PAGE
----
The easiest way to do this is to start a food journal and record everything you eat and, how it makes you feel, both straight away and later in the day. Look for patterns and play around with what you eat and when. When you start to take notice of how different foods make you feel, you can start making small changes that will make you feel so much better!


It’s easy to feel overwhelmed with the amount of nutrition advice you can find online. And it’s often very contradictory. One website says to avoid something, another website raves about the same food telling you to eat more of it. If you want simple, proven, easy-to-follow nutrition advice you should make your country’s Healthy Nutrition Guidelines your first port of call. Around the world, these guidelines differ slightly based on culture and what is common in each region, but there are many similarities across the board. Wherever you’re located the advice is this: eat more plants, eat less sugar, less salt, and less trans and saturated fats, and cut back on food that has been overly processed.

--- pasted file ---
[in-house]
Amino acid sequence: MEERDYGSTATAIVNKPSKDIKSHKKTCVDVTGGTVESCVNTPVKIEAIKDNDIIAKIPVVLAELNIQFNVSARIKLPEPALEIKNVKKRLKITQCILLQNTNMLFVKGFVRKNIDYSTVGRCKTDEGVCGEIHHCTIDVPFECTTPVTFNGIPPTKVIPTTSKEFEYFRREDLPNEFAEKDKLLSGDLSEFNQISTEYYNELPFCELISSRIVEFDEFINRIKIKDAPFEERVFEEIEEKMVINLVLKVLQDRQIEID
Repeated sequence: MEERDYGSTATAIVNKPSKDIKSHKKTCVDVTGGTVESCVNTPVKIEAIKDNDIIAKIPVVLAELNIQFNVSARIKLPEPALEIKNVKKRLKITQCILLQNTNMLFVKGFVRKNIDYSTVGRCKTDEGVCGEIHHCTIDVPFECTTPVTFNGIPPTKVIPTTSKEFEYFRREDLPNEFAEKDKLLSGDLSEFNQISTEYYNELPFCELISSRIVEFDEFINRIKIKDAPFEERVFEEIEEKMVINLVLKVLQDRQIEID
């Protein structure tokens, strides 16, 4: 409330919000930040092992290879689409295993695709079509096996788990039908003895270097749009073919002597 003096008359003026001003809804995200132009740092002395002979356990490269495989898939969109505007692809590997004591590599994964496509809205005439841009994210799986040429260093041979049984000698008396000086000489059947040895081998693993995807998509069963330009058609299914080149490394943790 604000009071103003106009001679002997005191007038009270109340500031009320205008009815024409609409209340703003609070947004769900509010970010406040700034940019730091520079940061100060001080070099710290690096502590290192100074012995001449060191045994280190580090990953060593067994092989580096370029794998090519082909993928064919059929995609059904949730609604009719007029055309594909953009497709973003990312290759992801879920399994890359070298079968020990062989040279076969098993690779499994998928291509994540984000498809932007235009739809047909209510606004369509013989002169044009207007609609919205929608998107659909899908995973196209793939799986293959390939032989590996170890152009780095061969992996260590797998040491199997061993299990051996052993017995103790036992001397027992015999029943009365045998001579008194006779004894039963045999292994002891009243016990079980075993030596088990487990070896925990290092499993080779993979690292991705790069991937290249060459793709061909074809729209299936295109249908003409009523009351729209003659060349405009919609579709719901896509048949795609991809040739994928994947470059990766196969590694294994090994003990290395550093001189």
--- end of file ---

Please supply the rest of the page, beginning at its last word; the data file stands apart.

You’ve probably heard of the term ‘eat the rainbow’… but why? Aside from providing ‘gram-worthy’ dinner plate photos, what does eating a colorful array of foods actually do? Well, making sure our diets are packed with all sorts of different colors is one of the simplest ways to fuel our bodies with much-needed vitamins and minerals.

Vitamins and minerals are called micronutrients because they are found in foods in very small amounts. Yet they are critical for our survival. As our body is not able to make them in sufficient quantities, we need to get micronutrients from our foods. Not only do we need a colorful mix of fruit, and vegetables we also need a colorful mix of healthy fats (such as butter, milk, salmon, eggs, olive oil, nuts, and meat) as these healthy fats are key to helping our bodies absorb vitamins.